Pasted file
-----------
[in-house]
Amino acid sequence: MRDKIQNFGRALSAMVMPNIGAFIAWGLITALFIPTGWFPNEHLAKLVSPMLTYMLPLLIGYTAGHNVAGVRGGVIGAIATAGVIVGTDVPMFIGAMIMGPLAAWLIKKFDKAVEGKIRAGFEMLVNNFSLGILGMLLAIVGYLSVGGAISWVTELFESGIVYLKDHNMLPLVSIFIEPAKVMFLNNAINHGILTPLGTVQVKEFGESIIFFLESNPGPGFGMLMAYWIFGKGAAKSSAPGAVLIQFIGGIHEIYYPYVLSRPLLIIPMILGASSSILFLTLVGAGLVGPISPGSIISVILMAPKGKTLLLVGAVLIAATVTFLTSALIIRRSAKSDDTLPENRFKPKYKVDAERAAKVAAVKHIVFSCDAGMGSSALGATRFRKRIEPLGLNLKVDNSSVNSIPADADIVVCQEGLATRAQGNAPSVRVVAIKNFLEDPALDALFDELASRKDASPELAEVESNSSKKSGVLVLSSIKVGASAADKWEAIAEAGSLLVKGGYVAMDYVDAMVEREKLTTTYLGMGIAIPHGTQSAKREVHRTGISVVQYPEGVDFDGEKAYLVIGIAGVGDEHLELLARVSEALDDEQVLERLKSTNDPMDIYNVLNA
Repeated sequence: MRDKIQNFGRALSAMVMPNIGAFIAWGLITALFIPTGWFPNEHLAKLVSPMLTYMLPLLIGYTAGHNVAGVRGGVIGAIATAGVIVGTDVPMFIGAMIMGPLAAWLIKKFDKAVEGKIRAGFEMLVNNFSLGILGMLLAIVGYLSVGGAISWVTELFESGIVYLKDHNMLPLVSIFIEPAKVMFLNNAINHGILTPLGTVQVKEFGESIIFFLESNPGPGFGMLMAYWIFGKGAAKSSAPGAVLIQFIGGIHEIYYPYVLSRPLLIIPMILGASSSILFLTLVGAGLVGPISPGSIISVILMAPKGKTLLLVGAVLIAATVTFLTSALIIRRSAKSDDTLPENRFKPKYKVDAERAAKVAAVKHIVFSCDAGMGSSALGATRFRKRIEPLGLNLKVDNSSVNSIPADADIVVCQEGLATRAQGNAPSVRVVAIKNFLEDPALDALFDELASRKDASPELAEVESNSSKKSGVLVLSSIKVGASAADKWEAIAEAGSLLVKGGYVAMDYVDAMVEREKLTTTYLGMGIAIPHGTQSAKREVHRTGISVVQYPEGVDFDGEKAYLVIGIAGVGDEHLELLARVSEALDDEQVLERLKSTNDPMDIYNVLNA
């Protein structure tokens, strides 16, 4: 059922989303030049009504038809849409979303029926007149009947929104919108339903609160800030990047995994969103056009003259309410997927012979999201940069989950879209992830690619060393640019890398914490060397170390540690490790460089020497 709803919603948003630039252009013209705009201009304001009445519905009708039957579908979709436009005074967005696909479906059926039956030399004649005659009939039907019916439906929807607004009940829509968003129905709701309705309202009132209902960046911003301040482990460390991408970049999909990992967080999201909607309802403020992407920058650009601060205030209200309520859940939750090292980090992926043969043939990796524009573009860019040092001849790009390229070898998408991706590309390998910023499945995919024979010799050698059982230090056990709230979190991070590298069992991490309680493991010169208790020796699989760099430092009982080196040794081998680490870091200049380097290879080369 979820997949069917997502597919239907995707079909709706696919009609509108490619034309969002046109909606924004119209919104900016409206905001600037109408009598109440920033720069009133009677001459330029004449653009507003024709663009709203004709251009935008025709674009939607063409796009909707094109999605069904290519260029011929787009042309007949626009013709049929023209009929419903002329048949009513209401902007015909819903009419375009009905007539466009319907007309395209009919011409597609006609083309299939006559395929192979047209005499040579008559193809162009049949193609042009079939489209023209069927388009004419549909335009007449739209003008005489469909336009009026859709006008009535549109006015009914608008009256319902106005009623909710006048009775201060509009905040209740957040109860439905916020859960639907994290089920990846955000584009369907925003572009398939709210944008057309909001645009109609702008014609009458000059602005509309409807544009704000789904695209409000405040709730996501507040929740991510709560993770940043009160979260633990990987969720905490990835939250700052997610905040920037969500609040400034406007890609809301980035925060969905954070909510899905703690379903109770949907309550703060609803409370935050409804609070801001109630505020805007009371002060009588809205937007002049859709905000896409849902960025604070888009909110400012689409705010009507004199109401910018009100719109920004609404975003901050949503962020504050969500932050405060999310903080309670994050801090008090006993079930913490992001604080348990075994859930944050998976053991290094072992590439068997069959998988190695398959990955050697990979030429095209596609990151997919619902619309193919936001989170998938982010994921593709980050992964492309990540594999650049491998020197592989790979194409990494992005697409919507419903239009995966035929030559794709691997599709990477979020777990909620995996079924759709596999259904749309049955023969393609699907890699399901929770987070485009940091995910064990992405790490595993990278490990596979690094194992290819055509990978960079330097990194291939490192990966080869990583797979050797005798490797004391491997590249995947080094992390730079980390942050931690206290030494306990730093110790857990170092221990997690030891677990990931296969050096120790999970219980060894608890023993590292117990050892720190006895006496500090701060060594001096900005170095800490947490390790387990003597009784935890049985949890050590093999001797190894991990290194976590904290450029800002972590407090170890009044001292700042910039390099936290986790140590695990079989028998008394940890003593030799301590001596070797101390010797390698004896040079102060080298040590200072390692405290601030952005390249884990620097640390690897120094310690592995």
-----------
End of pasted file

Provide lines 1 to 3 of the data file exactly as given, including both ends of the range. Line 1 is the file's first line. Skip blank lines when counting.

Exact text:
[in-house]
Amino acid sequence: MRDKIQNFGRALSAMVMPNIGAFIAWGLITALFIPTGWFPNEHLAKLVSPMLTYMLPLLIGYTAGHNVAGVRGGVIGAIATAGVIVGTDVPMFIGAMIMGPLAAWLIKKFDKAVEGKIRAGFEMLVNNFSLGILGMLLAIVGYLSVGGAISWVTELFESGIVYLKDHNMLPLVSIFIEPAKVMFLNNAINHGILTPLGTVQVKEFGESIIFFLESNPGPGFGMLMAYWIFGKGAAKSSAPGAVLIQFIGGIHEIYYPYVLSRPLLIIPMILGASSSILFLTLVGAGLVGPISPGSIISVILMAPKGKTLLLVGAVLIAATVTFLTSALIIRRSAKSDDTLPENRFKPKYKVDAERAAKVAAVKHIVFSCDAGMGSSALGATRFRKRIEPLGLNLKVDNSSVNSIPADADIVVCQEGLATRAQGNAPSVRVVAIKNFLEDPALDALFDELASRKDASPELAEVESNSSKKSGVLVLSSIKVGASAADKWEAIAEAGSLLVKGGYVAMDYVDAMVEREKLTTTYLGMGIAIPHGTQSAKREVHRTGISVVQYPEGVDFDGEKAYLVIGIAGVGDEHLELLARVSEALDDEQVLERLKSTNDPMDIYNVLNA
Repeated sequence: MRDKIQNFGRALSAMVMPNIGAFIAWGLITALFIPTGWFPNEHLAKLVSPMLTYMLPLLIGYTAGHNVAGVRGGVIGAIATAGVIVGTDVPMFIGAMIMGPLAAWLIKKFDKAVEGKIRAGFEMLVNNFSLGILGMLLAIVGYLSVGGAISWVTELFESGIVYLKDHNMLPLVSIFIEPAKVMFLNNAINHGILTPLGTVQVKEFGESIIFFLESNPGPGFGMLMAYWIFGKGAAKSSAPGAVLIQFIGGIHEIYYPYVLSRPLLIIPMILGASSSILFLTLVGAGLVGPISPGSIISVILMAPKGKTLLLVGAVLIAATVTFLTSALIIRRSAKSDDTLPENRFKPKYKVDAERAAKVAAVKHIVFSCDAGMGSSALGATRFRKRIEPLGLNLKVDNSSVNSIPADADIVVCQEGLATRAQGNAPSVRVVAIKNFLEDPALDALFDELASRKDASPELAEVESNSSKKSGVLVLSSIKVGASAADKWEAIAEAGSLLVKGGYVAMDYVDAMVEREKLTTTYLGMGIAIPHGTQSAKREVHRTGISVVQYPEGVDFDGEKAYLVIGIAGVGDEHLELLARVSEALDDEQVLERLKSTNDPMDIYNVLNA